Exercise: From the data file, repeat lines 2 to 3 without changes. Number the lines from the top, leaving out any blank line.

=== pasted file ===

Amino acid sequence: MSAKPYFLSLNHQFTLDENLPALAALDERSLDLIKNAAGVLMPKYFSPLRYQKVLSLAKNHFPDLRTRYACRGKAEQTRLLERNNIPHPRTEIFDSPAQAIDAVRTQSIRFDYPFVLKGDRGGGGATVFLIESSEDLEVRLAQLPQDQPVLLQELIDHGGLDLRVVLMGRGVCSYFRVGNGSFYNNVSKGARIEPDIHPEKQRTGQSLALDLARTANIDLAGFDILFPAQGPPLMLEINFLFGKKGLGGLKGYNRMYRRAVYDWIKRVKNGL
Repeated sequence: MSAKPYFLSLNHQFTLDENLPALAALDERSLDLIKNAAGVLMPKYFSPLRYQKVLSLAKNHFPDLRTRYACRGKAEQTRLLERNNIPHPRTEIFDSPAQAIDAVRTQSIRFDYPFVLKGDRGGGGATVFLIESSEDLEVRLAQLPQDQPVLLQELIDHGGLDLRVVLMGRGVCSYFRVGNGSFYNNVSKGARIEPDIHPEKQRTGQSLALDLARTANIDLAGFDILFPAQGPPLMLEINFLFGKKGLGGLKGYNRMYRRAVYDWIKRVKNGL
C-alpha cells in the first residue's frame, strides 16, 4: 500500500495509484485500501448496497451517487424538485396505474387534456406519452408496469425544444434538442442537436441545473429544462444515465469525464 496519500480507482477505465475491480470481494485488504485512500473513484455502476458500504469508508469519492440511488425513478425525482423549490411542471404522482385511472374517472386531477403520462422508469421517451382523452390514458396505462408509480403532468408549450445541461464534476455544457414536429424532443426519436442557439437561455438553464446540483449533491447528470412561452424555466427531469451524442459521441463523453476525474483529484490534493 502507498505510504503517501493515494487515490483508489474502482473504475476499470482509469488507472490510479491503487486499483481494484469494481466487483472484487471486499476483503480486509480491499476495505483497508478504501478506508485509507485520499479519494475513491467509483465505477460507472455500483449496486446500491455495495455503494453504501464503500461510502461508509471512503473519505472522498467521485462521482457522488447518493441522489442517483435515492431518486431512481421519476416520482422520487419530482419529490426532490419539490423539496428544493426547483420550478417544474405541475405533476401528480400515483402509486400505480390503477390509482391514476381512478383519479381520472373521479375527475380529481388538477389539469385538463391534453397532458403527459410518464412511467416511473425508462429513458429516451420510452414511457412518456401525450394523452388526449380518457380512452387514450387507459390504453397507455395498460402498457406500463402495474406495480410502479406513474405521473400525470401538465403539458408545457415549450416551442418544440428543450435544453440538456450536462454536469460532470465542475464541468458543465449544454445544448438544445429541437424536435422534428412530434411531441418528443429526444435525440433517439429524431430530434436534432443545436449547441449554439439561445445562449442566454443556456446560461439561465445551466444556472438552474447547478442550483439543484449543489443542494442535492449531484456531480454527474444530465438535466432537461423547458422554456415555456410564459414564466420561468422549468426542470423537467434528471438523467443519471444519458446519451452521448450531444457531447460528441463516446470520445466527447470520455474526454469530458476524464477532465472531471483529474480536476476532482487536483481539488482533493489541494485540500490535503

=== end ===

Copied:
Repeated sequence: MSAKPYFLSLNHQFTLDENLPALAALDERSLDLIKNAAGVLMPKYFSPLRYQKVLSLAKNHFPDLRTRYACRGKAEQTRLLERNNIPHPRTEIFDSPAQAIDAVRTQSIRFDYPFVLKGDRGGGGATVFLIESSEDLEVRLAQLPQDQPVLLQELIDHGGLDLRVVLMGRGVCSYFRVGNGSFYNNVSKGARIEPDIHPEKQRTGQSLALDLARTANIDLAGFDILFPAQGPPLMLEINFLFGKKGLGGLKGYNRMYRRAVYDWIKRVKNGL
C-alpha cells in the first residue's frame, strides 16, 4: 500500500495509484485500501448496497451517487424538485396505474387534456406519452408496469425544444434538442442537436441545473429544462444515465469525464 496519500480507482477505465475491480470481494485488504485512500473513484455502476458500504469508508469519492440511488425513478425525482423549490411542471404522482385511472374517472386531477403520462422508469421517451382523452390514458396505462408509480403532468408549450445541461464534476455544457414536429424532443426519436442557439437561455438553464446540483449533491447528470412561452424555466427531469451524442459521441463523453476525474483529484490534493 502507498505510504503517501493515494487515490483508489474502482473504475476499470482509469488507472490510479491503487486499483481494484469494481466487483472484487471486499476483503480486509480491499476495505483497508478504501478506508485509507485520499479519494475513491467509483465505477460507472455500483449496486446500491455495495455503494453504501464503500461510502461508509471512503473519505472522498467521485462521482457522488447518493441522489442517483435515492431518486431512481421519476416520482422520487419530482419529490426532490419539490423539496428544493426547483420550478417544474405541475405533476401528480400515483402509486400505480390503477390509482391514476381512478383519479381520472373521479375527475380529481388538477389539469385538463391534453397532458403527459410518464412511467416511473425508462429513458429516451420510452414511457412518456401525450394523452388526449380518457380512452387514450387507459390504453397507455395498460402498457406500463402495474406495480410502479406513474405521473400525470401538465403539458408545457415549450416551442418544440428543450435544453440538456450536462454536469460532470465542475464541468458543465449544454445544448438544445429541437424536435422534428412530434411531441418528443429526444435525440433517439429524431430530434436534432443545436449547441449554439439561445445562449442566454443556456446560461439561465445551466444556472438552474447547478442550483439543484449543489443542494442535492449531484456531480454527474444530465438535466432537461423547458422554456415555456410564459414564466420561468422549468426542470423537467434528471438523467443519471444519458446519451452521448450531444457531447460528441463516446470520445466527447470520455474526454469530458476524464477532465472531471483529474480536476476532482487536483481539488482533493489541494485540500490535503